Equipment Leasing: Buyer Beware

by Dick Leask, President, Belvedere Equipment Finance

Eight out of ten companies lease equipment because leases are readily available, simple and fast. Most equipment vendors offer leasing, as do many independent leasing companies. For equipment purchases under $75,000, financial statements for your company typically are not required and the lease is generally approved within a day. It all sounds good; the problem is that it can be very expensive. Interest rates on such deals are often over 10% and sometimes over 20%.

Youíll probably find that leasing companies donít like talking about interest rates. They typically quote a monthly payment rather than an interest rate Ė and for good reason. A $1,100 payment on $50,000 in equipment sounds a lot more reasonable than a 15% interest rate. You can ask the leasing company to quote the interest rate, but they may be unwilling to provide the rate, or if they do, it may be understated. Unless you have a financial calculator, you canít figure out the interest rate yourself.

In addition, even if you are able to calculate the interest rate, leases frequently include gimmicks that increase the actual interest rate significantly without your realizing it.

How leasing companies increase the rate:

Advance rentals. The interest on an equipment loan is calculated based on payments being made at the end of each month. The catch is that payments on leases are due on the first of the month and the first and last lease payments are usually payable at the start of the lease. Collecting first and last payments in advance increases the interest rate by 0.75% on a 36-month lease. Sometimes leasing companies collect the first and last payments when the lease is signed rather than when the equipment is delivered which further increases the rate.

Interim rent. Leasing companies charge interim rent from the date the equipment is delivered until the first of the next month when the monthly payments start. It is reasonable to charge interest from the date the equipment is delivered until the date that the first payment is due, but interim rent is calculated by pro-rating the monthly payment - substantially more than the interest. For example, interim interest on a $100,000 lease with monthly payments of $3,000 might be $300, but interim rent for the same period would be $1,500. That difference increases the actual interest rate by about 2% on a 36-month lease.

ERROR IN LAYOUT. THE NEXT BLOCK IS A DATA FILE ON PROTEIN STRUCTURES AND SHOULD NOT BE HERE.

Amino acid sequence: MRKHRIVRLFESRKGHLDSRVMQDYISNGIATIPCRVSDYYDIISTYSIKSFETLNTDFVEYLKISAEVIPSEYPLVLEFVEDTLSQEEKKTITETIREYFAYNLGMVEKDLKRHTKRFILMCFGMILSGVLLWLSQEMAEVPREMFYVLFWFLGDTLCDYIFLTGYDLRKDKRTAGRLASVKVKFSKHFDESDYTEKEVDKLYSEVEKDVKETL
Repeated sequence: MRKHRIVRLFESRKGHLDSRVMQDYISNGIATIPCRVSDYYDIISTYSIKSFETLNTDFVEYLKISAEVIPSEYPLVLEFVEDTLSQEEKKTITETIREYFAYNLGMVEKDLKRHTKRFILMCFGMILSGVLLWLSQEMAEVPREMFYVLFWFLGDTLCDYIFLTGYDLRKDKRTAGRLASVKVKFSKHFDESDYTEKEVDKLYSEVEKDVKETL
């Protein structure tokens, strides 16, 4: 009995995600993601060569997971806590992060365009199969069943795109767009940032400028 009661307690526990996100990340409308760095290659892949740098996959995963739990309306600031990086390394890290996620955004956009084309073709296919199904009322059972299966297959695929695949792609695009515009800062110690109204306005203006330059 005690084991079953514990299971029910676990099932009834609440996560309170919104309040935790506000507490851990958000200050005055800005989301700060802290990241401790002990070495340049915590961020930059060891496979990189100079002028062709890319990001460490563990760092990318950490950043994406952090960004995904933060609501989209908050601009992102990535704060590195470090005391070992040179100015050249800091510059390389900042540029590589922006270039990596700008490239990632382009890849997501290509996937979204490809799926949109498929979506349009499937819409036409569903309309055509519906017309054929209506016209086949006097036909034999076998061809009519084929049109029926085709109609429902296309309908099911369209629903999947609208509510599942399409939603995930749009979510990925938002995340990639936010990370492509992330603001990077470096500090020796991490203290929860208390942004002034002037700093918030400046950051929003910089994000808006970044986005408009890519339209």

Purchase Option. Leases include a purchase option at the end of the lease Ė typically $1 or 10% of equipment price. Your right to acquire the equipment at the end of the lease may be contingent on giving written notice during a short window period several months before the end of the lease. If you donít give notice (chances are good that you wonít remember to do so), the lease automatically extends for a year. On a three-year lease, the interest rate increases from 6% to 20% if the lease is extended for a year. Computer companies sometimes offer a lease with a zero interest rate, but that rate doesnít include the cost of buying the equipment at the end of the lease. If you buy the equipment, the actual interest rate can jump from 0% to 20%.

The bottom line is that a lease from a leasing company can be a whole lot more expensive than a bank loan Ė and sometimes more expensive than using a credit card. A good rule of thumb is that the smaller the lease, the higher the interest rate. The interest rate for a lease on less than $100,000 in equipment is likely to be over 10% and can be more than 20%.

How to avoid being stuck with an expensive lease. If you are considering a lease, make sure you know the real cost. Ask your CPA to calculate the interest rate and be sure that they consider advance rentals, interim rent, and residual values when they do the calculation.

Better yet, donít wait until you need equipment. Plan ahead. Ask your bank to include an equipment financing commitment when you renew your line of credit. That way you will have financing available when you need it, and at an attractive rate.

Equipment finance doesnít have to be expensive. Awareness of the potential pitfalls and advance planning can save you a lot of money.

View Scott Valley Bank - The Vault - August 2012